Best Places to Work in Delaware in 2013
Take this job and love it: Delaware’s best workplaces and bosses, surveys, and advice for graduates.
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The notable exception to “money comes second” is commission-based sales. Angie Wahlig is a sales professional at Corporation Service Company, a multinational business, legal and financial services provider. (Her office is in Wilmington.) She says performance pay provides the satisfaction of knowing she earns her keep. But even in the sales field, cash and prizes can represent more than the compensation itself. For Ryan Murphy, an AFLAC independent agent based in Claymont, it illustrates how leadership cares enough to devise incentives that motivate the sales force without pitting them against each other.
Among Delawareans interviewed, healthcare and retirement benefits don’t set great companies apart. However, for seasoned employees, they can become non-negotiables. That’s why Brian Darby, a mid-career manager at the Mattress Warehouse on Concord Pike, prefers large companies. They are also a consideration for Wahlig. As her own boss, the monthly healthcare tab was $1,650. So she appreciates CSC for picking it up.
Perks can be as substantial as tuition reimbursement or dress-down Friday. They can be recognition programs, or the freedom to bring a pet to work. But they don’t define a great workplace either, except as an example of how the organization cares for them. To Bailey, a university-funded holiday party complete with gifts for staff means a lot to employees in this economy. To May, free onsite parking is a big deal.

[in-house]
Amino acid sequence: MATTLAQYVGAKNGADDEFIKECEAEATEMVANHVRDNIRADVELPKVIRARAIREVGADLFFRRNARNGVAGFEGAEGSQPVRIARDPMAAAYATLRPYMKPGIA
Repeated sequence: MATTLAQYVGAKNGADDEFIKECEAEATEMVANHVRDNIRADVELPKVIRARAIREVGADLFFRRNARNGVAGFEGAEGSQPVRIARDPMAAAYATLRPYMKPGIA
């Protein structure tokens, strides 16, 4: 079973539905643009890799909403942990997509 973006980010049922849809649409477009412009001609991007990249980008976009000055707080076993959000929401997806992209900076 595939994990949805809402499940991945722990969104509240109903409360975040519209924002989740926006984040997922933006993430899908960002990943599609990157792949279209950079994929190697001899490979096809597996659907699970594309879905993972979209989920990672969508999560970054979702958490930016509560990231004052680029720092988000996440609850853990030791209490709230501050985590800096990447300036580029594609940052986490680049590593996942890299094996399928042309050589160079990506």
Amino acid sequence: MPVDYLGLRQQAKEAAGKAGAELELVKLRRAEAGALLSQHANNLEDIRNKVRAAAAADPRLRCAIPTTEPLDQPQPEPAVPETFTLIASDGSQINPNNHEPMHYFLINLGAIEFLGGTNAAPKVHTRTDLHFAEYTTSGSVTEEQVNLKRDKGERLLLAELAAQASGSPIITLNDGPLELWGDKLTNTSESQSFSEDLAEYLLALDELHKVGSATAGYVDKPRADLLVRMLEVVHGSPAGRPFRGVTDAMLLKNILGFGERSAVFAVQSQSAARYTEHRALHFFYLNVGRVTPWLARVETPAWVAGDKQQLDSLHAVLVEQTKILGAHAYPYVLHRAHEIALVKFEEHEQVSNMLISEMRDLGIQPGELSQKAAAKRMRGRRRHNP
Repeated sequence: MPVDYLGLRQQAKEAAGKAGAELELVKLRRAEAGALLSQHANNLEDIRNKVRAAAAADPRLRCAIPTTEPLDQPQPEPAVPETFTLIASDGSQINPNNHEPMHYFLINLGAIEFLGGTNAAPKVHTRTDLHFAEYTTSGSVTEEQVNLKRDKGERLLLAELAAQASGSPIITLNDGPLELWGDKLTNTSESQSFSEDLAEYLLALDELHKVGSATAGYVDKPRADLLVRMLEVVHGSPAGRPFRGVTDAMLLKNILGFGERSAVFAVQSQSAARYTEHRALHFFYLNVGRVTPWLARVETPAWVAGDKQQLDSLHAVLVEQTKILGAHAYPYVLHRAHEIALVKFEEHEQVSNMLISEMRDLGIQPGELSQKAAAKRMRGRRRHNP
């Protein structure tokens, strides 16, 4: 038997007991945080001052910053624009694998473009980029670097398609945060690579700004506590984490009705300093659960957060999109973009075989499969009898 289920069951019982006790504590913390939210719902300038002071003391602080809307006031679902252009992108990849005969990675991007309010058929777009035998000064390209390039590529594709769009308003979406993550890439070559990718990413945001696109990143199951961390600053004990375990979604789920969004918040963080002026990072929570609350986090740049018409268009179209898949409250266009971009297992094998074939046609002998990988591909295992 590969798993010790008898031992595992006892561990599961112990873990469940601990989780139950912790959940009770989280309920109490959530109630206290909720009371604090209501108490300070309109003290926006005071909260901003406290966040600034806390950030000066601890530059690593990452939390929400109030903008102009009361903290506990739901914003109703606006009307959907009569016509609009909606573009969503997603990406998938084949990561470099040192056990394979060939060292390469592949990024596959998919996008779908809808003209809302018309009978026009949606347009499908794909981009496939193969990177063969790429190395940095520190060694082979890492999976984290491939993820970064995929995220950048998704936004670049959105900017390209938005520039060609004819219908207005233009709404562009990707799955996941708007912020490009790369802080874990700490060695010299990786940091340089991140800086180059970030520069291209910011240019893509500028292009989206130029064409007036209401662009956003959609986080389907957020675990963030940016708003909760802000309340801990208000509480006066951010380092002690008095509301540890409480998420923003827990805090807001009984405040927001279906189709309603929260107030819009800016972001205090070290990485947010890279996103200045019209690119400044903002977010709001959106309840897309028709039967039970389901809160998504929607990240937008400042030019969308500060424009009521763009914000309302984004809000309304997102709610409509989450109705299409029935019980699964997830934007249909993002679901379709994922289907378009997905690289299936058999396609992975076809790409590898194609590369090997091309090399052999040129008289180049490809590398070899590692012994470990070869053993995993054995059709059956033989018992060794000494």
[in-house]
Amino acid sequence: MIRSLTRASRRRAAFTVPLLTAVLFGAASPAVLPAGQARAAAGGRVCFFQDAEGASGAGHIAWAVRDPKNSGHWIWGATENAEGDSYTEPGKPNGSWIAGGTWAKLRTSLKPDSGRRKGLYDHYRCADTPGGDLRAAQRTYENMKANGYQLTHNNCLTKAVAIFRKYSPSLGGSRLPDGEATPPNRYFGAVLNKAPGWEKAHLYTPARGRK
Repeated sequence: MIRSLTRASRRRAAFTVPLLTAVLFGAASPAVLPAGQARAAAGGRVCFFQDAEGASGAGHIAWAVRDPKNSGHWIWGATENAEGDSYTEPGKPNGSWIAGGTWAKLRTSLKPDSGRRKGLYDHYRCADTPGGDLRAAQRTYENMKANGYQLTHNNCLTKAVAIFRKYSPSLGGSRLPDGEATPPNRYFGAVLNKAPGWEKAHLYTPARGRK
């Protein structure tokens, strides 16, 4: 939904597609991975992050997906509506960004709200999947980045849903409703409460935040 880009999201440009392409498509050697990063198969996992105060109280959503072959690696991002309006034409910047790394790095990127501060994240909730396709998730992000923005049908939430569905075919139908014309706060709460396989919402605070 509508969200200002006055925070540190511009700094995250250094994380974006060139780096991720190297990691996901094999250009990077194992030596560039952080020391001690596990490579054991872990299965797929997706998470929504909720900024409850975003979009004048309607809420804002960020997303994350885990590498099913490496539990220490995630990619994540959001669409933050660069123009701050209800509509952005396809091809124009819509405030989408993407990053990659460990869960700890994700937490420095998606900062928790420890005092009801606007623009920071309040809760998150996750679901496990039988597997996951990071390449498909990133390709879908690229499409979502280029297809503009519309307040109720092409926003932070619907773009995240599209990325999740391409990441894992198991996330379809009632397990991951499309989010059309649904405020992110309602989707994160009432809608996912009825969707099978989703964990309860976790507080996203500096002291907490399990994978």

W.L. Gore has site-specific amenities at the company’s 15 locations, but managers don’t focus on flashy perks like five-star caliber cafeterias, elaborate lounges or fancy athletic clubs, says Mary Tilley, Human Resources global leader. “We focus on providing a safe, pleasant work environment, great benefits and access to things they need.”
That makes sense to Matera. Sometimes, “when a company senses the workforce is unhappy, it tries to mask the root problem,” he says. “Putting out snacks or remodeling the office can’t compensate for poor management or low pay.”
At Gore, a fundamental belief in people drives its success, says Tilley. “You don’t have to hang carrots. People are smart, engaged, dedicated and essentially motivated to do the right thing. You can trust them to do good work if you create the right environment.”